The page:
A piece inspired by Jane’s late grandmother who suffered from Alzheimer’s disease, the older adults she met through movement and dance projects in community and hospital settings, Jane explores the emotions behind these personal stories; the uncontrollable constraints, be it physical, mental, circumstances that were imposed on individuals who rise above the void.
Void explores freedom within a lack of means. Void reveals the beauty and brutality of human life: the strength and fragility, the joy and the sorrow…
Void (work-in-progress) Presented at Fringe Club, Hong Kong | 2 & 3 Feb 2018 generously supported by Amina Khayyam Dance Company
Void (work-in-development) Presented at Resolution, The Place, London | 11 Jan 2019 supported by Hong Kong Economic and Trade Office, London, alongside continued generous support from Amina Khayyam Dance Company, East Asian Ticket Club and rehearsal space supported by Kala Sangam.
Void (work-in-development) Presenting at Multimedia Theatre, HKICC Lee Shau Kee School of Creativity | 23 Feb 2019 supported by continued generous support from Amina Khayyam Dance Company and East Asian Ticket Club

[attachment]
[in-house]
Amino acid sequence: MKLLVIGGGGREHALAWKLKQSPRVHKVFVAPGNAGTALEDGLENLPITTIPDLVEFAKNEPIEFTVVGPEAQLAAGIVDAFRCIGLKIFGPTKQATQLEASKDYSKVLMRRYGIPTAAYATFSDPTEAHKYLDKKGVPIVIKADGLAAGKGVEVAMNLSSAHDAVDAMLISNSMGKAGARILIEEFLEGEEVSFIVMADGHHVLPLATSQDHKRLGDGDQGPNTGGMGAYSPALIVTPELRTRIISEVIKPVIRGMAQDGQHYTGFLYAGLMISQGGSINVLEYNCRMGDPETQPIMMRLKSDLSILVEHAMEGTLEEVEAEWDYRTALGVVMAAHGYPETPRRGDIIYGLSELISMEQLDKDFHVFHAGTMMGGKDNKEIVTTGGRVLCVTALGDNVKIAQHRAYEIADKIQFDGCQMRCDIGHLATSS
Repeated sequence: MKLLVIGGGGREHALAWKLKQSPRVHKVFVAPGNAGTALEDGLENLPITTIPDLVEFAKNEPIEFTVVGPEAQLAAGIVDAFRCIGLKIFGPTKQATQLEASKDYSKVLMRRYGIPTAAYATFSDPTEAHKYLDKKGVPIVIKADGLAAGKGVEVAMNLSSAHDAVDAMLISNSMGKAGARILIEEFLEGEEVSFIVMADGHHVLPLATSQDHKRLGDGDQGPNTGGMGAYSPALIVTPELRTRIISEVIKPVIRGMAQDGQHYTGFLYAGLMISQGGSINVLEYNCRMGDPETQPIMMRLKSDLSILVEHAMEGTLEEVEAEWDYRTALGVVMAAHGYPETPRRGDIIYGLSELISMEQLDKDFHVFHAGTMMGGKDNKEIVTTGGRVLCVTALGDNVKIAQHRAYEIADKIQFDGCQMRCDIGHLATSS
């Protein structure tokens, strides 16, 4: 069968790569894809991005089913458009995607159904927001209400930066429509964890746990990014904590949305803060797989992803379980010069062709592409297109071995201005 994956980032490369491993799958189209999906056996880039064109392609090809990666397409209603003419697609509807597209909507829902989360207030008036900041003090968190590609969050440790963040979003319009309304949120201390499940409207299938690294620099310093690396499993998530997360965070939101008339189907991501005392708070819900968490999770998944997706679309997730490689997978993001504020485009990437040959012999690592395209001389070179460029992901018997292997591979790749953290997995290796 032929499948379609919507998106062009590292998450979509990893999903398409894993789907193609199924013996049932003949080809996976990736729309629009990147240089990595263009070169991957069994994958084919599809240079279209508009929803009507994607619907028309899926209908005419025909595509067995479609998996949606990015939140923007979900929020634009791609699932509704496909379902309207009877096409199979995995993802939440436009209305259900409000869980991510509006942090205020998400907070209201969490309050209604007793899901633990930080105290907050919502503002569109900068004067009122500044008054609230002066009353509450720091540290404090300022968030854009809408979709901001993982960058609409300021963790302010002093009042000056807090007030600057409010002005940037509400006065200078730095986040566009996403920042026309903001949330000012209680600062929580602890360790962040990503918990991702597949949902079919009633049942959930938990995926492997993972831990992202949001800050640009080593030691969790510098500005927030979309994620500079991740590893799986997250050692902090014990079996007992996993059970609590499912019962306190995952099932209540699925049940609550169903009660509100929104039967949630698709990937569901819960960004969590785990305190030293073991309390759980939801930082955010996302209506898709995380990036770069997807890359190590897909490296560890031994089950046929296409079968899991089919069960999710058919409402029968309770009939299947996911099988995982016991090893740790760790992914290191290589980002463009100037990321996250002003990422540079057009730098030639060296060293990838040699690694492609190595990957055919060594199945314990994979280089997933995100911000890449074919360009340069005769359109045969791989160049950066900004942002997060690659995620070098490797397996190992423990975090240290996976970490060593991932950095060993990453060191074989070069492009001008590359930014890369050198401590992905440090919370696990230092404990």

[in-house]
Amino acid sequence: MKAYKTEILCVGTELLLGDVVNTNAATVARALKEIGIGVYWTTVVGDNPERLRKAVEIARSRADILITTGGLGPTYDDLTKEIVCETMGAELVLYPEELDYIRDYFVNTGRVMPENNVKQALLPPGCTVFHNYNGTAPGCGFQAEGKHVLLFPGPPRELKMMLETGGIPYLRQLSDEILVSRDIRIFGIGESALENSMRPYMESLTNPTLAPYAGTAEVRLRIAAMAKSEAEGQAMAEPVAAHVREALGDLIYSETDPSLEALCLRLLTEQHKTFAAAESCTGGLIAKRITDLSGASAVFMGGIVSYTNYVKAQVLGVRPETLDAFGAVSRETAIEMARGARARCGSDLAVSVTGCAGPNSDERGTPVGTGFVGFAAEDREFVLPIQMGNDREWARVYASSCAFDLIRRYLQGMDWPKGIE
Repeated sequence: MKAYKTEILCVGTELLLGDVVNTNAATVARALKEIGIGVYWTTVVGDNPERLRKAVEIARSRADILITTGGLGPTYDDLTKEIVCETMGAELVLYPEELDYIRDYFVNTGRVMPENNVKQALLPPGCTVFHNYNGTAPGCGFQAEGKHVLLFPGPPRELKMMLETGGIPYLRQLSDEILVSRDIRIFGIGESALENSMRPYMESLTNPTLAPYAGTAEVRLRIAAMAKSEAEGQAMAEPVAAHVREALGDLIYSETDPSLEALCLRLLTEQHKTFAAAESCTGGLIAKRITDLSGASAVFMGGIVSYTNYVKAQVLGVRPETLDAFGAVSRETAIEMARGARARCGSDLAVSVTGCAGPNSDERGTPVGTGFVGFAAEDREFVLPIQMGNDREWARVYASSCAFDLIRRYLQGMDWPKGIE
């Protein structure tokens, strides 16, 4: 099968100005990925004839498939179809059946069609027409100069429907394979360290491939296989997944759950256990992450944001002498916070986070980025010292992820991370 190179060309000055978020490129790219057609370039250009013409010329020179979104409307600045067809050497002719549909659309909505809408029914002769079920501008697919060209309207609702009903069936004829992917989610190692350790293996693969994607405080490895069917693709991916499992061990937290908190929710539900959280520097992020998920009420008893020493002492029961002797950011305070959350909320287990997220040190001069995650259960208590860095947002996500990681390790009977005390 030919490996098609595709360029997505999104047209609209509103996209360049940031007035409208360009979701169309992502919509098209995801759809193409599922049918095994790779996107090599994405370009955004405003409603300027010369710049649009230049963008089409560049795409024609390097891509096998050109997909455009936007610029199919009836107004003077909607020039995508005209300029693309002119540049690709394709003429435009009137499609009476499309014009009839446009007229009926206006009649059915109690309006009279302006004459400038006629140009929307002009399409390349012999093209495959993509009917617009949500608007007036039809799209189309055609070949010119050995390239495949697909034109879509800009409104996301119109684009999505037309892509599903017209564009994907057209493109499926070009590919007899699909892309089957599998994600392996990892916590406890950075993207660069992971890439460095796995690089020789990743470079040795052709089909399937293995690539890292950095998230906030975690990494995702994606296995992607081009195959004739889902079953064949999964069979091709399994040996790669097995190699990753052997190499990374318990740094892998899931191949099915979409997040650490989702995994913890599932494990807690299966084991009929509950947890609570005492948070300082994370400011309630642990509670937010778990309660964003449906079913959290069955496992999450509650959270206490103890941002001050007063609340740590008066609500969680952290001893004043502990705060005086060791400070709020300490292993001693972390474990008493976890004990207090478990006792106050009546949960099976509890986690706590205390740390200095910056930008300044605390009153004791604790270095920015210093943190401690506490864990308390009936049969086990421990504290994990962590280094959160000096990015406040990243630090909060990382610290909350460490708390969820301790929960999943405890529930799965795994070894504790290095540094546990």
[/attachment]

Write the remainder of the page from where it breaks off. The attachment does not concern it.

Void, Resolution 2019 by Jane Chan - Jon Seymour
The first performance on the first night at the Place’s annual Resolution Festival presented last answers to final things. Vastness itself was address in the response only a solo performance can resolve. Jane Chan’s Void, uncluttered by any article, opens with a visual display of the human, not its predicament, but our condition. In crude parlance she’s got our number - and that number is infinite. From darkness, she appears flowing in white, seated beneath a hovering of light, but somehow she is giving out that encircling dark set round her. The white vapour hovering above, not quite a cloud, is more a suspended ether balancing with the human waiting below. In double reflection, before the first movement of this body supple in its rigor, we are known to ourselves. Here glows a radiance she will simultaneously animate and eliminate with her physical grace. We watch as she both enacts and erases the courage and dignity which impelled this work’s creation.
Visits to an infirm grandmother impelled this response to all those in hospital; to all those sheeted and swaddled in white. That was but the place of departure, she arrives with a work of hands which are the evening’s real illuminations. Their classically informed gestures developed more personal character in space than I have ever witnessed on any stage. Ever evolving, turning out and in, rounding in angles, flowing to heart and out again, we witness the human struggle with the Absolute which never takes notice. Oh but we do of these addresses to empty space by this silent kathak of hands refusing to cease thought their singing fingers are unheard, unanswered and unseen. Though the body rises and falls, though three times the light extends but cannot be walked into, though all that surrounds can neither be grasped nor whipped away nor foreshortened, the audience is left saturated and astounded by nothing.